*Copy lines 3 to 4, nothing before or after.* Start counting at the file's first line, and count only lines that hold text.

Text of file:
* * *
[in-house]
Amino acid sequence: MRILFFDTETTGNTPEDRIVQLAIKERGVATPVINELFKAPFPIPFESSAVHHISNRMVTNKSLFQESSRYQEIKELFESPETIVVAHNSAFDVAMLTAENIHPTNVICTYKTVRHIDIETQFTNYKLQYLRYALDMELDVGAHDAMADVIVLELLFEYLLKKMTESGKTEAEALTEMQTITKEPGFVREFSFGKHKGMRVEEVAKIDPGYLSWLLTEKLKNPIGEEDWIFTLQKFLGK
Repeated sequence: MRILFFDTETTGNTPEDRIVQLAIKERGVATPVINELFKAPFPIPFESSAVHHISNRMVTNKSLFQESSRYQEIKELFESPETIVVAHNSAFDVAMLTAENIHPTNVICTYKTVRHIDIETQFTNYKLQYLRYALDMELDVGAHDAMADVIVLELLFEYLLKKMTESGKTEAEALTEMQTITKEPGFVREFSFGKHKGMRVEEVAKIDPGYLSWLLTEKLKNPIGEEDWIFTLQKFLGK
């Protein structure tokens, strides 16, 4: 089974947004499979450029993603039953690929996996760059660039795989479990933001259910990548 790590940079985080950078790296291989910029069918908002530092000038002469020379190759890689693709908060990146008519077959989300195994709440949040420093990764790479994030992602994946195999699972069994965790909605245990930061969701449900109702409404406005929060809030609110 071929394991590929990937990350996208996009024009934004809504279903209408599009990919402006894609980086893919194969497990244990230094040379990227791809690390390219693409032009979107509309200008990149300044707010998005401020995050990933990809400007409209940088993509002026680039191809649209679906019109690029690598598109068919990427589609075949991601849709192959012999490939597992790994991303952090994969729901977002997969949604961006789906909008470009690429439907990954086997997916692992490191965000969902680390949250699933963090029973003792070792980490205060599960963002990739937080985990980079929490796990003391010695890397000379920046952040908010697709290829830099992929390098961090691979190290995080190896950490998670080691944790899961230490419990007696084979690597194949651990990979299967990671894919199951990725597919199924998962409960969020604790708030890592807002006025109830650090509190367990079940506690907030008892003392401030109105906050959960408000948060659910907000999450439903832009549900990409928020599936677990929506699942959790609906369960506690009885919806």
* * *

Repeated sequence: MRILFFDTETTGNTPEDRIVQLAIKERGVATPVINELFKAPFPIPFESSAVHHISNRMVTNKSLFQESSRYQEIKELFESPETIVVAHNSAFDVAMLTAENIHPTNVICTYKTVRHIDIETQFTNYKLQYLRYALDMELDVGAHDAMADVIVLELLFEYLLKKMTESGKTEAEALTEMQTITKEPGFVREFSFGKHKGMRVEEVAKIDPGYLSWLLTEKLKNPIGEEDWIFTLQKFLGK
């Protein structure tokens, strides 16, 4: 089974947004499979450029993603039953690929996996760059660039795989479990933001259910990548 790590940079985080950078790296291989910029069918908002530092000038002469020379190759890689693709908060990146008519077959989300195994709440949040420093990764790479994030992602994946195999699972069994965790909605245990930061969701449900109702409404406005929060809030609110 071929394991590929990937990350996208996009024009934004809504279903209408599009990919402006894609980086893919194969497990244990230094040379990227791809690390390219693409032009979107509309200008990149300044707010998005401020995050990933990809400007409209940088993509002026680039191809649209679906019109690029690598598109068919990427589609075949991601849709192959012999490939597992790994991303952090994969729901977002997969949604961006789906909008470009690429439907990954086997997916692992490191965000969902680390949250699933963090029973003792070792980490205060599960963002990739937080985990980079929490796990003391010695890397000379920046952040908010697709290829830099992929390098961090691979190290995080190896950490998670080691944790899961230490419990007696084979690597194949651990990979299967990671894919199951990725597919199924998962409960969020604790708030890592807002006025109830650090509190367990079940506690907030008892003392401030109105906050959960408000948060659910907000999450439903832009549900990409928020599936677990929506699942959790609906369960506690009885919806």